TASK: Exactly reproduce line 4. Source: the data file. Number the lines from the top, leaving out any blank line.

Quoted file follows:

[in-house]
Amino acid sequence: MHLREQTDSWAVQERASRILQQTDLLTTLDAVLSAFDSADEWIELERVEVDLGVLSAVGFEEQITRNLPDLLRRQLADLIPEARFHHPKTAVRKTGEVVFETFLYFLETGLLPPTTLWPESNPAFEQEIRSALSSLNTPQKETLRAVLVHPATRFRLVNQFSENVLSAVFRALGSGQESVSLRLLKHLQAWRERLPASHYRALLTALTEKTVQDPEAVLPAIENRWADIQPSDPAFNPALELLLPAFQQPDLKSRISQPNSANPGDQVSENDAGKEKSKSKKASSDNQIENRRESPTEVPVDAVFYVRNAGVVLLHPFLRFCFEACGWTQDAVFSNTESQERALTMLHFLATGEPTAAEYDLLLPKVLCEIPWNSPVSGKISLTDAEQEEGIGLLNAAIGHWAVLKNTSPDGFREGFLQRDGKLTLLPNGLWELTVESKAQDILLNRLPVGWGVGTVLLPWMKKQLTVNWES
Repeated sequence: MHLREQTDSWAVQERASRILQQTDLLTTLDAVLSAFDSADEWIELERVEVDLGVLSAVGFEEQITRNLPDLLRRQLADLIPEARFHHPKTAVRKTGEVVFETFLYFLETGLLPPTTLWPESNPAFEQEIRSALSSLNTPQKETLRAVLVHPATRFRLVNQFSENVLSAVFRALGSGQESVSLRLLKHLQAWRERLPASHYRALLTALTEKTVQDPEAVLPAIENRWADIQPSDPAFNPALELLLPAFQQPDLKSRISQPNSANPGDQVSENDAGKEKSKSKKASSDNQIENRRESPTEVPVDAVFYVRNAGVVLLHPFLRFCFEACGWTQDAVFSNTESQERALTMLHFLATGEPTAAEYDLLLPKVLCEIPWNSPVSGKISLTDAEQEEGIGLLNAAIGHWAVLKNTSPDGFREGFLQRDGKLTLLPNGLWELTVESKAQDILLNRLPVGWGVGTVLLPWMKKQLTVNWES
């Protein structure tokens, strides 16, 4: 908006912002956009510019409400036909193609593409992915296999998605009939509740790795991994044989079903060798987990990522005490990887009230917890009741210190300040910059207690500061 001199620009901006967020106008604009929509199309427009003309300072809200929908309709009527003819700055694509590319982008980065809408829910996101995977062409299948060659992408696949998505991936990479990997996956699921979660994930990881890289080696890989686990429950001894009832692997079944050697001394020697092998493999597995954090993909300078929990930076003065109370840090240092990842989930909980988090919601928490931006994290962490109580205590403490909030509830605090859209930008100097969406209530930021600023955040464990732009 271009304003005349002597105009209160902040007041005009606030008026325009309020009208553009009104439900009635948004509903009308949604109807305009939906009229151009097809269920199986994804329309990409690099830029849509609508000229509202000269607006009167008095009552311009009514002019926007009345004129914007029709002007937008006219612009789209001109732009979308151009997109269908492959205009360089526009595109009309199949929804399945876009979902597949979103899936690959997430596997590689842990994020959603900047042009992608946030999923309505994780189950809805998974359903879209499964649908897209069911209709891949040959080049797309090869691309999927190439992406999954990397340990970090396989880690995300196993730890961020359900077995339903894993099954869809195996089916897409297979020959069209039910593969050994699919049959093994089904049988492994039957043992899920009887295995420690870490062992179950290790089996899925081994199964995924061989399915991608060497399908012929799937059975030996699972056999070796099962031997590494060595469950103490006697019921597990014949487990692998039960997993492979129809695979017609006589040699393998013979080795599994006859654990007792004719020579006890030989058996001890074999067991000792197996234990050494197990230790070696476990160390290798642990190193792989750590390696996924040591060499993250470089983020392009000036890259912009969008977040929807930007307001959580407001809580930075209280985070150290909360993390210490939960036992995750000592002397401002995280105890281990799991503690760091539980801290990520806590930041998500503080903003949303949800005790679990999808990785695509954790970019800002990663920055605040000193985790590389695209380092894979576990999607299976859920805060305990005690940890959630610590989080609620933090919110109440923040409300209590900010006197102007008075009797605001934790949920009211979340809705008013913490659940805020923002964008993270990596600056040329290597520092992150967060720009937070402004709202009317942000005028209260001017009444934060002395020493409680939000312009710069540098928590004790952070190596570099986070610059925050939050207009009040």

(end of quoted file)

């Protein structure tokens, strides 16, 4: 908006912002956009510019409400036909193609593409992915296999998605009939509740790795991994044989079903060798987990990522005490990887009230917890009741210190300040910059207690500061 001199620009901006967020106008604009929509199309427009003309300072809200929908309709009527003819700055694509590319982008980065809408829910996101995977062409299948060659992408696949998505991936990479990997996956699921979660994930990881890289080696890989686990429950001894009832692997079944050697001394020697092998493999597995954090993909300078929990930076003065109370840090240092990842989930909980988090919601928490931006994290962490109580205590403490909030509830605090859209930008100097969406209530930021600023955040464990732009 271009304003005349002597105009209160902040007041005009606030008026325009309020009208553009009104439900009635948004509903009308949604109807305009939906009229151009097809269920199986994804329309990409690099830029849509609508000229509202000269607006009167008095009552311009009514002019926007009345004129914007029709002007937008006219612009789209001109732009979308151009997109269908492959205009360089526009595109009309199949929804399945876009979902597949979103899936690959997430596997590689842990994020959603900047042009992608946030999923309505994780189950809805998974359903879209499964649908897209069911209709891949040959080049797309090869691309999927190439992406999954990397340990970090396989880690995300196993730890961020359900077995339903894993099954869809195996089916897409297979020959069209039910593969050994699919049959093994089904049988492994039957043992899920009887295995420690870490062992179950290790089996899925081994199964995924061989399915991608060497399908012929799937059975030996699972056999070796099962031997590494060595469950103490006697019921597990014949487990692998039960997993492979129809695979017609006589040699393998013979080795599994006859654990007792004719020579006890030989058996001890074999067991000792197996234990050494197990230790070696476990160390290798642990190193792989750590390696996924040591060499993250470089983020392009000036890259912009969008977040929807930007307001959580407001809580930075209280985070150290909360993390210490939960036992995750000592002397401002995280105890281990799991503690760091539980801290990520806590930041998500503080903003949303949800005790679990999808990785695509954790970019800002990663920055605040000193985790590389695209380092894979576990999607299976859920805060305990005690940890959630610590989080609620933090919110109440923040409300209590900010006197102007008075009797605001934790949920009211979340809705008013913490659940805020923002964008993270990596600056040329290597520092992150967060720009937070402004709202009317942000005028209260001017009444934060002395020493409680939000312009710069540098928590004790952070190596570099986070610059925050939050207009009040």